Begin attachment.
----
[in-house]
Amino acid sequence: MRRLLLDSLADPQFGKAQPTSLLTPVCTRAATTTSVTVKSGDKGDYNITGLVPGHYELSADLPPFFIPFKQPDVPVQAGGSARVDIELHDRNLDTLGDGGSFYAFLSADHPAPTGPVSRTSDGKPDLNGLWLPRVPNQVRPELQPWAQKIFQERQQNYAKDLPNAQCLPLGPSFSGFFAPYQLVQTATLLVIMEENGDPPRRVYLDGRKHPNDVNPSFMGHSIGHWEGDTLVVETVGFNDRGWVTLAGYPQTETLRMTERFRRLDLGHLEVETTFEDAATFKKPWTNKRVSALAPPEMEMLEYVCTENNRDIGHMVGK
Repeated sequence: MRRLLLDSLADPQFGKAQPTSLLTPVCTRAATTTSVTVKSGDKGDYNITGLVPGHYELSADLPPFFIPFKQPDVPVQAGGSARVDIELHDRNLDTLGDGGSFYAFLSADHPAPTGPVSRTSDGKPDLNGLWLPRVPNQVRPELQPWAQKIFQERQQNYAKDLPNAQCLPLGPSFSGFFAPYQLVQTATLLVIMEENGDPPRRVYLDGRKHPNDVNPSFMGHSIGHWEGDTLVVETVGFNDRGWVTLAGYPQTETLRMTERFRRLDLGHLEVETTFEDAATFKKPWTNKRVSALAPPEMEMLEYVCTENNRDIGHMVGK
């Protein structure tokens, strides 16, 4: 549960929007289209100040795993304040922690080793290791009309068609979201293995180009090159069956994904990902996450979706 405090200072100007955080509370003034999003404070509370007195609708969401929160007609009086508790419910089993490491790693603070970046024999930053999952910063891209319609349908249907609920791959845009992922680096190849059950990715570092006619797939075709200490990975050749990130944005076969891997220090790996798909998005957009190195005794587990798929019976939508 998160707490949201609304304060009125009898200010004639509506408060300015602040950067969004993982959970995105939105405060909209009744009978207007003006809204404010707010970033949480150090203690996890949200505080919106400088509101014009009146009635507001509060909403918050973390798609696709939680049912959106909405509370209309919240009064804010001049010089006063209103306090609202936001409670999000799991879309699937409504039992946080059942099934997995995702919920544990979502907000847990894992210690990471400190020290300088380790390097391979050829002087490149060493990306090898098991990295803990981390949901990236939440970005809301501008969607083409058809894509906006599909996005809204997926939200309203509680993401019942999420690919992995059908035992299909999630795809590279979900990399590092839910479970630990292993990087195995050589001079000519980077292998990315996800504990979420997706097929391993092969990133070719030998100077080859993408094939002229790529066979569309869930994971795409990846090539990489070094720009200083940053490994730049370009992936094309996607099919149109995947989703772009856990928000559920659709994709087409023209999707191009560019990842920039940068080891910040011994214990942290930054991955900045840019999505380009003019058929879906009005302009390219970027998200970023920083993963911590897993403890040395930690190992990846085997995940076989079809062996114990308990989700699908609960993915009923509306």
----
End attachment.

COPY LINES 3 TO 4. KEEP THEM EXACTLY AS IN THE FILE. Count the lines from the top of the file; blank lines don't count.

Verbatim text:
Repeated sequence: MRRLLLDSLADPQFGKAQPTSLLTPVCTRAATTTSVTVKSGDKGDYNITGLVPGHYELSADLPPFFIPFKQPDVPVQAGGSARVDIELHDRNLDTLGDGGSFYAFLSADHPAPTGPVSRTSDGKPDLNGLWLPRVPNQVRPELQPWAQKIFQERQQNYAKDLPNAQCLPLGPSFSGFFAPYQLVQTATLLVIMEENGDPPRRVYLDGRKHPNDVNPSFMGHSIGHWEGDTLVVETVGFNDRGWVTLAGYPQTETLRMTERFRRLDLGHLEVETTFEDAATFKKPWTNKRVSALAPPEMEMLEYVCTENNRDIGHMVGK
């Protein structure tokens, strides 16, 4: 549960929007289209100040795993304040922690080793290791009309068609979201293995180009090159069956994904990902996450979706 405090200072100007955080509370003034999003404070509370007195609708969401929160007609009086508790419910089993490491790693603070970046024999930053999952910063891209319609349908249907609920791959845009992922680096190849059950990715570092006619797939075709200490990975050749990130944005076969891997220090790996798909998005957009190195005794587990798929019976939508 998160707490949201609304304060009125009898200010004639509506408060300015602040950067969004993982959970995105939105405060909209009744009978207007003006809204404010707010970033949480150090203690996890949200505080919106400088509101014009009146009635507001509060909403918050973390798609696709939680049912959106909405509370209309919240009064804010001049010089006063209103306090609202936001409670999000799991879309699937409504039992946080059942099934997995995702919920544990979502907000847990894992210690990471400190020290300088380790390097391979050829002087490149060493990306090898098991990295803990981390949901990236939440970005809301501008969607083409058809894509906006599909996005809204997926939200309203509680993401019942999420690919992995059908035992299909999630795809590279979900990399590092839910479970630990292993990087195995050589001079000519980077292998990315996800504990979420997706097929391993092969990133070719030998100077080859993408094939002229790529066979569309869930994971795409990846090539990489070094720009200083940053490994730049370009992936094309996607099919149109995947989703772009856990928000559920659709994709087409023209999707191009560019990842920039940068080891910040011994214990942290930054991955900045840019999505380009003019058929879906009005302009390219970027998200970023920083993963911590897993403890040395930690190992990846085997995940076989079809062996114990308990989700699908609960993915009923509306």